I had worked hard to get where I was. After three grueling years of college classes, I had graduated with a bachelor’s degree in business management. It took me two months to finally get settled into the small town of Sleepy Hallow, Virginia—four states away from my home town—and locating a job had been difficult.
“I can’t lose this job,” I reminded myself, pushing to my feet and straightening my cream blouse. Not only did I have rent to pay and a car payment due next week, but it had taken everything in me to get this job. I needed it, not just for myself, but for Jamie. Running a hand through my dark hair as I moved around my desk, I paused in front of his office door. Oh god, please don’t let him fire me!
Taking a deep breath, I let it out slowly as I knocked lightly on the big oak door. I didn’t have long to wait before his deep voice called out. “Enter!”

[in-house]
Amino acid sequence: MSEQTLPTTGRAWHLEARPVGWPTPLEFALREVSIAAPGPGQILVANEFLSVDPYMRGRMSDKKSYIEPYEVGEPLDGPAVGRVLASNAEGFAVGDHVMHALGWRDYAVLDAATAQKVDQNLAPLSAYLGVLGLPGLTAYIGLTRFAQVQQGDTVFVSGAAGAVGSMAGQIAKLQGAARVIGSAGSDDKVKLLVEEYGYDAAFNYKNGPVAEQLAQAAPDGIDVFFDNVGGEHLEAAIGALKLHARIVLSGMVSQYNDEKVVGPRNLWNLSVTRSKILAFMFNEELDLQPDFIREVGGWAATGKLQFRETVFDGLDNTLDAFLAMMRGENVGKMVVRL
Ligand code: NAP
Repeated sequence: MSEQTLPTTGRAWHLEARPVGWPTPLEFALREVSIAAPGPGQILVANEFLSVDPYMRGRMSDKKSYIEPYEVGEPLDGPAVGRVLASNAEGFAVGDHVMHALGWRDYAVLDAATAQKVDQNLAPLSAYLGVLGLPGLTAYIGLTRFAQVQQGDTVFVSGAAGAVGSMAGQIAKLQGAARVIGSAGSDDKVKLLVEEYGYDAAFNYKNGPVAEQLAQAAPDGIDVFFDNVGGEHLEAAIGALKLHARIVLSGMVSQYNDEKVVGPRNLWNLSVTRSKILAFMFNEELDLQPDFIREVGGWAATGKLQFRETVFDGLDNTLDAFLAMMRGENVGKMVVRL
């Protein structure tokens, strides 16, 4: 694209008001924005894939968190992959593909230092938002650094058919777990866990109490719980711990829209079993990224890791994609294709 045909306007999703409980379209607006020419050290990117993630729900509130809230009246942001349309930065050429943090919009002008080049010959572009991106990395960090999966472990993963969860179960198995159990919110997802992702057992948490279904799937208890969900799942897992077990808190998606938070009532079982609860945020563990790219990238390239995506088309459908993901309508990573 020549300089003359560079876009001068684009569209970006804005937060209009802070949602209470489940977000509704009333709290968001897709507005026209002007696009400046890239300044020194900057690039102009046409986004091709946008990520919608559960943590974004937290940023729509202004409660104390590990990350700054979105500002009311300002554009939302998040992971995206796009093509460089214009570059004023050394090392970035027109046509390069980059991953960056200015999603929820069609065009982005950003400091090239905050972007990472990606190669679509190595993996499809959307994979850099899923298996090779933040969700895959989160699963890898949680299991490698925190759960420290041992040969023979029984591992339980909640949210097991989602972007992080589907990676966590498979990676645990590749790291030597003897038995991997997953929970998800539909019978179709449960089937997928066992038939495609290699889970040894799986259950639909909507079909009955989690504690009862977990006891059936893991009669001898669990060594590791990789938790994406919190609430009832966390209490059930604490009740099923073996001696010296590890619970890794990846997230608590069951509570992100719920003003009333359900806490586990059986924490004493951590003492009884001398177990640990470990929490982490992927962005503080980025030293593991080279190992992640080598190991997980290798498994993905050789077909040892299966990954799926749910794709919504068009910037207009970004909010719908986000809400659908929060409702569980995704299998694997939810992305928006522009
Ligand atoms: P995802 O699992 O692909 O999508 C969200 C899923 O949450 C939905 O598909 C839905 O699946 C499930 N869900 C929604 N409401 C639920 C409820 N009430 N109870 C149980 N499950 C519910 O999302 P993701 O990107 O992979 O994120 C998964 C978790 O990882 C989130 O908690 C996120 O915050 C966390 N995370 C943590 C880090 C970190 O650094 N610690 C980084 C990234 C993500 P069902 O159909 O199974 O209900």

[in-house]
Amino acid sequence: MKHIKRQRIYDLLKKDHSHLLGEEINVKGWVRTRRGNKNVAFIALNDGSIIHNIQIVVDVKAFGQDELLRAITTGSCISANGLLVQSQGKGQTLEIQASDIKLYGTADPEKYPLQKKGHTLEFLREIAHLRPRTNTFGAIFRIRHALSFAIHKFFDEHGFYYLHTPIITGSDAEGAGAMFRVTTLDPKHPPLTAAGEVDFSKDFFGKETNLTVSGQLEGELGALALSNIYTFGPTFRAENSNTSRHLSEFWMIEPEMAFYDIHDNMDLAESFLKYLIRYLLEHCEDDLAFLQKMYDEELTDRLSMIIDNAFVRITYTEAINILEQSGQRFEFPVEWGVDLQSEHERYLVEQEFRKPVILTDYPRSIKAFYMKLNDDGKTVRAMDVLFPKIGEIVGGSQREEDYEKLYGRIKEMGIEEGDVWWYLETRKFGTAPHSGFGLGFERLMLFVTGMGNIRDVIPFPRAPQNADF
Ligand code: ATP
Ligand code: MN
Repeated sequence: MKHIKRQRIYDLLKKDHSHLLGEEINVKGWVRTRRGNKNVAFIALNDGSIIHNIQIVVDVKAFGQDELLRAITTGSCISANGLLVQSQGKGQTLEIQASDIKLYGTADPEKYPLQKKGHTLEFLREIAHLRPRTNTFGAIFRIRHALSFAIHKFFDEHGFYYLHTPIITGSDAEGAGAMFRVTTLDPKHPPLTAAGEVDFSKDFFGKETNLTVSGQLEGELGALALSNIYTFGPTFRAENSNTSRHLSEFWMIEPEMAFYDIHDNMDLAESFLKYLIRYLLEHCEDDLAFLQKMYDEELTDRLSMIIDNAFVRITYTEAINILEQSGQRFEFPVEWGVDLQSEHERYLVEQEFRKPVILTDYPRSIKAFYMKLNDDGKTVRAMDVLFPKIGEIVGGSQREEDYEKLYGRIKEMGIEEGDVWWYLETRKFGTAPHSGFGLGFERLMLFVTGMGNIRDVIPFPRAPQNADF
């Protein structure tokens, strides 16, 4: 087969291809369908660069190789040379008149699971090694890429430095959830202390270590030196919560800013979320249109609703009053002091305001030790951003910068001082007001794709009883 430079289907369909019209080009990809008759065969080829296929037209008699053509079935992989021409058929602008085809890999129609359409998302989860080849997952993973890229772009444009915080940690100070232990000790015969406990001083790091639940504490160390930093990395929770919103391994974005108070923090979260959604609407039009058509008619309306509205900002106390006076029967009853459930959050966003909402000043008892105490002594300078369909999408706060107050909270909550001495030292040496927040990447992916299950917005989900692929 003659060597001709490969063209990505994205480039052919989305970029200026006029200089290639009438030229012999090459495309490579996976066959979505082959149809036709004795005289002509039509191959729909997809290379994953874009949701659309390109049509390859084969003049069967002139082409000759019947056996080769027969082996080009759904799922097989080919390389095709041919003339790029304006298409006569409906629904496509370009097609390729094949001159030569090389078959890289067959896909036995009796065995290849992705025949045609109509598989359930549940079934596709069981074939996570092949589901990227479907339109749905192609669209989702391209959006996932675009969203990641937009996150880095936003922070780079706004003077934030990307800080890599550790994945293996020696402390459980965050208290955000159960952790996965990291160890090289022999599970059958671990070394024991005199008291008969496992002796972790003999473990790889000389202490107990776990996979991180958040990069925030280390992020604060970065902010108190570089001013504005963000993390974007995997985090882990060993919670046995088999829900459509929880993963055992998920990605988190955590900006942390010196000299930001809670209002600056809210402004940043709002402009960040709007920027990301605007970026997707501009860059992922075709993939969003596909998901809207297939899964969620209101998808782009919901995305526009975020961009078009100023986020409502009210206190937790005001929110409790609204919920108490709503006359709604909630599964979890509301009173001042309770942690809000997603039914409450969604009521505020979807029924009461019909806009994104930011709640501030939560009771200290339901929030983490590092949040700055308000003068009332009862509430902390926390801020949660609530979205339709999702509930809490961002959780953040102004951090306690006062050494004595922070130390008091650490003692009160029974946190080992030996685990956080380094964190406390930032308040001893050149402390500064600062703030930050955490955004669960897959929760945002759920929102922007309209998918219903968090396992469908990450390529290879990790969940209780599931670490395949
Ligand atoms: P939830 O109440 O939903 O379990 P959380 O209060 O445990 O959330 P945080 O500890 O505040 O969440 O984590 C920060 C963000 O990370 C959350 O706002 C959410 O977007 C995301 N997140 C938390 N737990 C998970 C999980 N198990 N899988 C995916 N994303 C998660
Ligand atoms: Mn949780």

Rolling my eyes at his answer, I momentarily forgot about my impending doom. This could be the end for all I knew—and here I was, rolling my eyes at him. Get your shit together, Lacey!
I pushed the door open slowly, partially because of my nerves and partially because of how damn heavy it was. A soft grunt slipping from my lips and I peered around the corner to see if he’d noticed. Mr. Knix sat at his large desk, his eyes focused on a stack of papers in front of him. One hand held the edge of a paper, the other speared through his dark hair before shuffling through the salt & pepper at the sides. I almost didn’t go in. But that was a sure-fire way to get fired. So instead of sneaking away as if I was never there, I stepped into the room and cleared my throat lightly.